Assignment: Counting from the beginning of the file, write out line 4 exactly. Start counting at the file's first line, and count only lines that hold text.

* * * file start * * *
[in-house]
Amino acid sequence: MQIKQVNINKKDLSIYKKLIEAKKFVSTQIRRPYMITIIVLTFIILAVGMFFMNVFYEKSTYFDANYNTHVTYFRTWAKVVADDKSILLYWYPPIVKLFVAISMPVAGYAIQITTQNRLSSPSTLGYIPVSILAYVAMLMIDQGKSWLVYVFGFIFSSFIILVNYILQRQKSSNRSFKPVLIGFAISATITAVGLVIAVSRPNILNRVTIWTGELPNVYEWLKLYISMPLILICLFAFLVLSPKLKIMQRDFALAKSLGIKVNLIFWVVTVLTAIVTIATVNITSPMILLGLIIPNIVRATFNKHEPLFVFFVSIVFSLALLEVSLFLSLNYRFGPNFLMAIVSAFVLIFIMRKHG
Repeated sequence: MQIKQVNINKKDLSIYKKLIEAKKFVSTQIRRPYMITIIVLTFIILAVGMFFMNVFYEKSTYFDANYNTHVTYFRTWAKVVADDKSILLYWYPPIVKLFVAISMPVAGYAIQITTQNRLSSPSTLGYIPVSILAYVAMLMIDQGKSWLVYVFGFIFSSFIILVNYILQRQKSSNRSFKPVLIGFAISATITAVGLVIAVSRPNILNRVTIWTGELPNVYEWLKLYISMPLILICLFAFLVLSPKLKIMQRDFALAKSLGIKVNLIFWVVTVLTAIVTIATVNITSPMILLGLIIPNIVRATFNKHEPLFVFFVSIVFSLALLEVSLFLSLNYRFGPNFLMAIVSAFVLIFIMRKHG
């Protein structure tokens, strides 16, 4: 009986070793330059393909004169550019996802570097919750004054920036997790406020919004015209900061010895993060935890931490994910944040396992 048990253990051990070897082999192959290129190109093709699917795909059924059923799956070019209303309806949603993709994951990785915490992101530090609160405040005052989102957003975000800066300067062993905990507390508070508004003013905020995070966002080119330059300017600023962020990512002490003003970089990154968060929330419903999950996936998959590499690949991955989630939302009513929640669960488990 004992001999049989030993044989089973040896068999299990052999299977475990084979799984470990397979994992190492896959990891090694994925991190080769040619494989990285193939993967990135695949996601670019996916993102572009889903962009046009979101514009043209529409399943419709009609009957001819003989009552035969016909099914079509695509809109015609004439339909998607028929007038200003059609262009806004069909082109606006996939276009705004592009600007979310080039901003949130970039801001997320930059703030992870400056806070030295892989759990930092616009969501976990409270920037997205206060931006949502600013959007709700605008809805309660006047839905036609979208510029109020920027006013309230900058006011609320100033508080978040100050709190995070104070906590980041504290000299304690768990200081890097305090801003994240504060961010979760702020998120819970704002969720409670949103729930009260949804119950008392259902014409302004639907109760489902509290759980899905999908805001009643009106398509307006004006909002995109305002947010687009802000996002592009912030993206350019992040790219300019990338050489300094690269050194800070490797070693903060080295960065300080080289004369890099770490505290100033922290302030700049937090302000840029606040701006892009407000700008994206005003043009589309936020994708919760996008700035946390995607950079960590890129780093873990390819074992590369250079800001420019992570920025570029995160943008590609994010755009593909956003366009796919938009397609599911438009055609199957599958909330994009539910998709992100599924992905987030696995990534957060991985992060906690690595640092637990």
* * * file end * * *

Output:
């Protein structure tokens, strides 16, 4: 009986070793330059393909004169550019996802570097919750004054920036997790406020919004015209900061010895993060935890931490994910944040396992 048990253990051990070897082999192959290129190109093709699917795909059924059923799956070019209303309806949603993709994951990785915490992101530090609160405040005052989102957003975000800066300067062993905990507390508070508004003013905020995070966002080119330059300017600023962020990512002490003003970089990154968060929330419903999950996936998959590499690949991955989630939302009513929640669960488990 004992001999049989030993044989089973040896068999299990052999299977475990084979799984470990397979994992190492896959990891090694994925991190080769040619494989990285193939993967990135695949996601670019996916993102572009889903962009046009979101514009043209529409399943419709009609009957001819003989009552035969016909099914079509695509809109015609004439339909998607028929007038200003059609262009806004069909082109606006996939276009705004592009600007979310080039901003949130970039801001997320930059703030992870400056806070030295892989759990930092616009969501976990409270920037997205206060931006949502600013959007709700605008809805309660006047839905036609979208510029109020920027006013309230900058006011609320100033508080978040100050709190995070104070906590980041504290000299304690768990200081890097305090801003994240504060961010979760702020998120819970704002969720409670949103729930009260949804119950008392259902014409302004639907109760489902509290759980899905999908805001009643009106398509307006004006909002995109305002947010687009802000996002592009912030993206350019992040790219300019990338050489300094690269050194800070490797070693903060080295960065300080080289004369890099770490505290100033922290302030700049937090302000840029606040701006892009407000700008994206005003043009589309936020994708919760996008700035946390995607950079960590890129780093873990390819074992590369250079800001420019992570920025570029995160943008590609994010755009593909956003366009796919938009397609599911438009055609199957599958909330994009539910998709992100599924992905987030696995990534957060991985992060906690690595640092637990």